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The Cultural Pit Stop

But no one can remain idle indefinitely.

December 8, 2022  0


First, a blessed Solemnity of the Immaculate Conception to you and your loved ones. The role of Mary in salvation history cannot be overstated, and this, coincidentally, is related to today's Vortex topic.

Protestantism — the heresy — has a very difficult time with Mary. In varying ways, it either ignores her, diminishes her or even insults her. Although, oddly enough, as much as statues are reviled in Protestantism, statues of Mary do pop up every year at this time, even on Protestant properties in the manger scenes.

But heresy in general is denoted by its denial of truth; and for this reason, America (as well as large parts of the Church) is crippled. The connection between theology and society is significant. When we talk about "culture," the word itself derives from "cult," which ties directly to religion.

So if a culture is going to be preserved or proposed without any reference whatsoever to religion, then it has no hope of survival. But even more so, in our culture here in the United States and the West, where multiple versions of religion (in general) and Christianity (specifically) coexist, the truth of the matter is, they really don't coexist — they only appear to.

Sure, individual men may be polite and so forth with each other, even get along and be friendly. In the end, the ideas and beliefs will war with each other until one or another comes out on top — for such is the nature of truth when it is proposed to the intellect.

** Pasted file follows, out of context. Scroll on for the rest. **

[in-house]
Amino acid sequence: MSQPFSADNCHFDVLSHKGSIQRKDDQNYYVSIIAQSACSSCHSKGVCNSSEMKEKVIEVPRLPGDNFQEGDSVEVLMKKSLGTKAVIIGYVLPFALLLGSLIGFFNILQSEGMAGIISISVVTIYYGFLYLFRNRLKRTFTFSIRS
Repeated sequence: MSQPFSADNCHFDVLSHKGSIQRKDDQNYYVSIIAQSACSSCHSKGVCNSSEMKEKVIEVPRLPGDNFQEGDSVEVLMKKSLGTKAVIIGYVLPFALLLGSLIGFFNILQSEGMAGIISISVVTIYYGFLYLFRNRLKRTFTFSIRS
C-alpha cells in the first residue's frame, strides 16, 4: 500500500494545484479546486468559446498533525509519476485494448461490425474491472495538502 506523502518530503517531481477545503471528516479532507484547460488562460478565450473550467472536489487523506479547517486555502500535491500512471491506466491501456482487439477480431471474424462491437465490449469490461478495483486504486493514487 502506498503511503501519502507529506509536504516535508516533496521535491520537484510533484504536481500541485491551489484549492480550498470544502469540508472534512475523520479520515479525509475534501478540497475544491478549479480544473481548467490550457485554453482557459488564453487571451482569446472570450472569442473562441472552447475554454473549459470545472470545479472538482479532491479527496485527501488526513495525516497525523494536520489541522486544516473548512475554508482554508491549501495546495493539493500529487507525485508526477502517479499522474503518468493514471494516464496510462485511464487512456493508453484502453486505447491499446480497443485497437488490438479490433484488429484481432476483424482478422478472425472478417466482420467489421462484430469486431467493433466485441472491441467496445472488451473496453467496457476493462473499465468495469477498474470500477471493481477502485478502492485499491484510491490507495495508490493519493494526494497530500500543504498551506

Protestantism is a cultural pit stop on the road to either atheism or Catholicism.

In the realm of Christianity, for example, the role of Mary is rejected by almost every single Protestant denomination. Catholicism has a great devotion to Mary and honors her in her role because God assigned her the role she has. To acknowledge Mary (beyond the barest recognition) is to acknowledge God's choice to elevate her above all creation.

That and many other theological points prove the supremacy of Catholic dogma, but, in a pluralistic society, political and cultural leaders will declare that such a claim cannot be made. Unfortunately, this includes Catholic leaders who don't necessarily reject the supremacy of Catholicism — at least publicly — but never out-and-out declare it, as they are divinely charged to do.

Here is the brutal truth: Catholicism is the fullness of the Faith, period. It is the Church established personally by Christ and promised to never be overcome by the gates of Hell, with Her teachings guaranteed by the Holy Spirit.

Protestantism is a heresy, and as such, it possesses some truth, but it can never possess the fullness of the truth. If it did, it would cease to exist and simply be Catholicism. Protestantism is a cultural pit stop on the road to either atheism or Catholicism.

At the end of the day, no other belief system can exist or lay claim to truth. Religion, by its very nature, is an all-or-nothing proposition. Who, for example, believes his religion to be the right religion but then disagrees with it in various ways? It's the teachings we're talking about. Why would any thinking man belong to a religion he disagrees with, much less claim it is the "right religion"? And if he doesn't believe it to be right, why belong?